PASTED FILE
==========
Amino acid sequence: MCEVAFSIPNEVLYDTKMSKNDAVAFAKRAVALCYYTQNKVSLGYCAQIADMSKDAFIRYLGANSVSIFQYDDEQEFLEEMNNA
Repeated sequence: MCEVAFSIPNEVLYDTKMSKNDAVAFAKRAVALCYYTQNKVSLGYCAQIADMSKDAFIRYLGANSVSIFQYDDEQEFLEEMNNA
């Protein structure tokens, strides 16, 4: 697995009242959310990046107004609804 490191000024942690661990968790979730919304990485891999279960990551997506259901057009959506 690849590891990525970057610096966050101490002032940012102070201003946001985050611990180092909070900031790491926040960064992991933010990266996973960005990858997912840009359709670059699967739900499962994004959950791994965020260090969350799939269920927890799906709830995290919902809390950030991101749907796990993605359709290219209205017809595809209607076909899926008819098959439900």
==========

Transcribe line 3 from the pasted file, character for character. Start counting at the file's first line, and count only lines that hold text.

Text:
């Protein structure tokens, strides 16, 4: 697995009242959310990046107004609804 490191000024942690661990968790979730919304990485891999279960990551997506259901057009959506 690849590891990525970057610096966050101490002032940012102070201003946001985050611990180092909070900031790491926040960064992991933010990266996973960005990858997912840009359709670059699967739900499962994004959950791994965020260090969350799939269920927890799906709830995290919902809390950030991101749907796990993605359709290219209205017809595809209607076909899926008819098959439900």